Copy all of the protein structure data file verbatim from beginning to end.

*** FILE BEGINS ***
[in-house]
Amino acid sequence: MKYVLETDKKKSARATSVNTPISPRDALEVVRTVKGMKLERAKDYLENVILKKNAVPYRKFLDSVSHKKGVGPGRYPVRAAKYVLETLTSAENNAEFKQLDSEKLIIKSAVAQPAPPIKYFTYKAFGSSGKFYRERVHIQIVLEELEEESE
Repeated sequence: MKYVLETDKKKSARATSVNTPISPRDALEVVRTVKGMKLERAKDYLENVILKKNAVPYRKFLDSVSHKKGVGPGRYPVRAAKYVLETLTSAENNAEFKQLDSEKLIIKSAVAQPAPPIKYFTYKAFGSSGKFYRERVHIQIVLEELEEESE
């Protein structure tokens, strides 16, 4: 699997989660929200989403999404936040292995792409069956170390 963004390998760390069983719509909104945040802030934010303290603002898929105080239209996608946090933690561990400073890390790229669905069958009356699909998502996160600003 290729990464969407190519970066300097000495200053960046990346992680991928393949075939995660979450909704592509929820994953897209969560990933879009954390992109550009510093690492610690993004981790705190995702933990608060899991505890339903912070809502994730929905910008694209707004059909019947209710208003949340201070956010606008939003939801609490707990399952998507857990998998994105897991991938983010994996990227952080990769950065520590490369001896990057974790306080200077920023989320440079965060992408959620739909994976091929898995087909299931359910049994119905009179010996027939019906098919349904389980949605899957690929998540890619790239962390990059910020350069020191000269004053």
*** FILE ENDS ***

[in-house]
Amino acid sequence: MKYVLETDKKKSARATSVNTPISPRDALEVVRTVKGMKLERAKDYLENVILKKNAVPYRKFLDSVSHKKGVGPGRYPVRAAKYVLETLTSAENNAEFKQLDSEKLIIKSAVAQPAPPIKYFTYKAFGSSGKFYRERVHIQIVLEELEEESE
Repeated sequence: MKYVLETDKKKSARATSVNTPISPRDALEVVRTVKGMKLERAKDYLENVILKKNAVPYRKFLDSVSHKKGVGPGRYPVRAAKYVLETLTSAENNAEFKQLDSEKLIIKSAVAQPAPPIKYFTYKAFGSSGKFYRERVHIQIVLEELEEESE
């Protein structure tokens, strides 16, 4: 699997989660929200989403999404936040292995792409069956170390 963004390998760390069983719509909104945040802030934010303290603002898929105080239209996608946090933690561990400073890390790229669905069958009356699909998502996160600003 290729990464969407190519970066300097000495200053960046990346992680991928393949075939995660979450909704592509929820994953897209969560990933879009954390992109550009510093690492610690993004981790705190995702933990608060899991505890339903912070809502994730929905910008694209707004059909019947209710208003949340201070956010606008939003939801609490707990399952998507857990998998994105897991991938983010994996990227952080990769950065520590490369001896990057974790306080200077920023989320440079965060992408959620739909994976091929898995087909299931359910049994119905009179010996027939019906098919349904389980949605899957690929998540890619790239962390990059910020350069020191000269004053």